Neuigkeiten aus dem Archiv

This section presents news on the findings and achievements of the group in the context of its activities in archives. In particular, it offers information on the progress of the inventory project “Reorganization of the Archive of the Congregation of the Council (Vatican Secret Archives)”


July 2018

The positiones of the Congregation of the Council as a source for the study of legal practitioners in Rome in the early modern age

During the process of inventorying the archival series ASV, Congr. Concilio, Positiones (Sess.) that the research group is carrying out and which includes documents from 1567 to 1681, the names of more than 330 legal professionals (advocati, notarii, procuratores) emerged. These figures had the delicate task of representing the acting parties in the Roman dicasteries and courts and in particular in the Congregation of the Council. These figures, often barely touched by historiography, play a fundamental role in understanding the functioning of Roman dicasteries and in defining the relations between local churches and the Apostolic See. The number of these legal practitioners is destined to increase, given that the list refers only to the first 60 volumes of the 271 volumes of the Positiones (Sess.) inventoried. The research group is identifying these figures whose names and activities will become an integral part of the GraphDB of the Congregation of the Council.


November 2017

In the beginning was the case… and we have more than 33.000!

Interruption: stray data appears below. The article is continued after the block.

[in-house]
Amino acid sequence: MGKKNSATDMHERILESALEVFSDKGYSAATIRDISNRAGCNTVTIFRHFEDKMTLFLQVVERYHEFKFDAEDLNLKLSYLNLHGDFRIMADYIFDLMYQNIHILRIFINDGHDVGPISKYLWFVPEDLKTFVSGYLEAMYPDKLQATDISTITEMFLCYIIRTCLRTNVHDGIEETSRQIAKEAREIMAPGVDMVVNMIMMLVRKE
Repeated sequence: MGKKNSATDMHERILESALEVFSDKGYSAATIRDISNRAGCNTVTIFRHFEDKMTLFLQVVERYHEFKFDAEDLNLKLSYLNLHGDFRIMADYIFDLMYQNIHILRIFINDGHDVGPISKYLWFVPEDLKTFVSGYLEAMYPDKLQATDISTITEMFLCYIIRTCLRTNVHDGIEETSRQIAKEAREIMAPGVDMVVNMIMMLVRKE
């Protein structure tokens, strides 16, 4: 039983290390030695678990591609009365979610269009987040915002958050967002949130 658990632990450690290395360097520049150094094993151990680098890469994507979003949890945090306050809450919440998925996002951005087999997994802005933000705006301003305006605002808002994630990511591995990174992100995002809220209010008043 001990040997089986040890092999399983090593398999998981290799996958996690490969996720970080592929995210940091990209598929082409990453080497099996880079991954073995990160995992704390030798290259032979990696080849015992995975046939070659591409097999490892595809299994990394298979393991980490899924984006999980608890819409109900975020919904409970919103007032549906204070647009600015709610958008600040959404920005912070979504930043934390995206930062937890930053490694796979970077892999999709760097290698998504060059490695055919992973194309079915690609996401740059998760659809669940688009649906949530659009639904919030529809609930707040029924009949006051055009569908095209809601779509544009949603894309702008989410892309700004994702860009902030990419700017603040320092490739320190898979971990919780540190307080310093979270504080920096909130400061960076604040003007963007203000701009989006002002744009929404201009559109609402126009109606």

The Max-Planck Research Group is glad to inform that in November 2017 the second phase of the team research project Reorganisation and description of the archive of the Congregation of the Council was successfully concluded, that is, the analysis, inventory and description of the whole amount of Positiones by the Congregation of the Council between the origins of the dicastery and 1681 (ASV, Congr. Concilio, Positiones (Sess.)). The series preserves the decisions taken by the Congregation about specific issues of interpretation regarding Tridentine canon law as well as the preparatory material (letters, supplications, memorialia, libella, vota) used by the dicastery in the decision-making process. The requests of interpretation and justice administration used to arrive in Rome from all over the world by the faithful, by local ecclesiastics or also by other Roman dicasteries. The team (Dr. Francesco Russo and Dr. Benedetta Albani) is now refining the inventory, which comprehends more than 33.000 cases. At the end, each case will be described in a database composed of circa 150 fields and divided into several sections. These illustrate the actors involved, the legal matter and references, the decision-making process inside the Congregation and the Roman Curia, all the archival and diplomatic details of the documents. In the near future, all the information will be available to scholars through a graph-database software that the Group is already creating and that will make possible the comparison and connection of this archival material in a broader perspective thanks to Digital Humanities techniques.

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